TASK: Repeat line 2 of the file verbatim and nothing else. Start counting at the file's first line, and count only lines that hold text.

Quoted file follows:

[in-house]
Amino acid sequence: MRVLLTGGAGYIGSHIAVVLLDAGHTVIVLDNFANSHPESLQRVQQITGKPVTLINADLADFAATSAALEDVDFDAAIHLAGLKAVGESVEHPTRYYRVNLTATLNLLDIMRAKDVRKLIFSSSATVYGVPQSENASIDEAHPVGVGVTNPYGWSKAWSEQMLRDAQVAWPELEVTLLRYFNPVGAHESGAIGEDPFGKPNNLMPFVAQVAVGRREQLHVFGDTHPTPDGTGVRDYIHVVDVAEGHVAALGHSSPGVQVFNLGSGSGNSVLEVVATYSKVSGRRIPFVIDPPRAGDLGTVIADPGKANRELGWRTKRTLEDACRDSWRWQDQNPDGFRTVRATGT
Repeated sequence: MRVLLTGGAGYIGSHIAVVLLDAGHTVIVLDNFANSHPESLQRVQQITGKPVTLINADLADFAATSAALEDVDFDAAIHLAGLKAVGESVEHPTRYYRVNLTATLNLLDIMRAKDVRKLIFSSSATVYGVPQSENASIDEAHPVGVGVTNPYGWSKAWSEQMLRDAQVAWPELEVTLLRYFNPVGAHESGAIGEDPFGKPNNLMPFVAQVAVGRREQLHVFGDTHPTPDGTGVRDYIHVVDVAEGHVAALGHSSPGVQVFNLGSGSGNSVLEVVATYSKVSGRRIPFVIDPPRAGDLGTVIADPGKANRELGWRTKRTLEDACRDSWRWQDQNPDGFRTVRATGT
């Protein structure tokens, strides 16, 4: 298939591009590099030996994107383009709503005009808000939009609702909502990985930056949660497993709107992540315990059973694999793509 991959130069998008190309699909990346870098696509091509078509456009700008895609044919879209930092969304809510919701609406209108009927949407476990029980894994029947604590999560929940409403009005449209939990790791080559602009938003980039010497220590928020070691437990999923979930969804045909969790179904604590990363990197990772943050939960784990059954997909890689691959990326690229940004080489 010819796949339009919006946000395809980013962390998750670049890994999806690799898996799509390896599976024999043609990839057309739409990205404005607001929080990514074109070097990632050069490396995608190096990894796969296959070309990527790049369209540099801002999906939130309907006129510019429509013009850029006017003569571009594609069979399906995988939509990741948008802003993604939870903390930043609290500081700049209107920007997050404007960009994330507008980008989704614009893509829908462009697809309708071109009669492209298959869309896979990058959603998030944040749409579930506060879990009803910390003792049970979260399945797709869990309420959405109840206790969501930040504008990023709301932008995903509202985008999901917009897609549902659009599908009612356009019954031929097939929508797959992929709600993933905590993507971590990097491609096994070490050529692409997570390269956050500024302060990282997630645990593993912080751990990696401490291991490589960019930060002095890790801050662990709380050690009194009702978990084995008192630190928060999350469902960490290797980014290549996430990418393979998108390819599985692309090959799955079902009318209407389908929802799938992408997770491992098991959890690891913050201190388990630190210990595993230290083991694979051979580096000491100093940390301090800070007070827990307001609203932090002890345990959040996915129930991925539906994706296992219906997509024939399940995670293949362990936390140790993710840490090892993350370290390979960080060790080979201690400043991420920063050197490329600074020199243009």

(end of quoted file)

Amino acid sequence: MRVLLTGGAGYIGSHIAVVLLDAGHTVIVLDNFANSHPESLQRVQQITGKPVTLINADLADFAATSAALEDVDFDAAIHLAGLKAVGESVEHPTRYYRVNLTATLNLLDIMRAKDVRKLIFSSSATVYGVPQSENASIDEAHPVGVGVTNPYGWSKAWSEQMLRDAQVAWPELEVTLLRYFNPVGAHESGAIGEDPFGKPNNLMPFVAQVAVGRREQLHVFGDTHPTPDGTGVRDYIHVVDVAEGHVAALGHSSPGVQVFNLGSGSGNSVLEVVATYSKVSGRRIPFVIDPPRAGDLGTVIADPGKANRELGWRTKRTLEDACRDSWRWQDQNPDGFRTVRATGT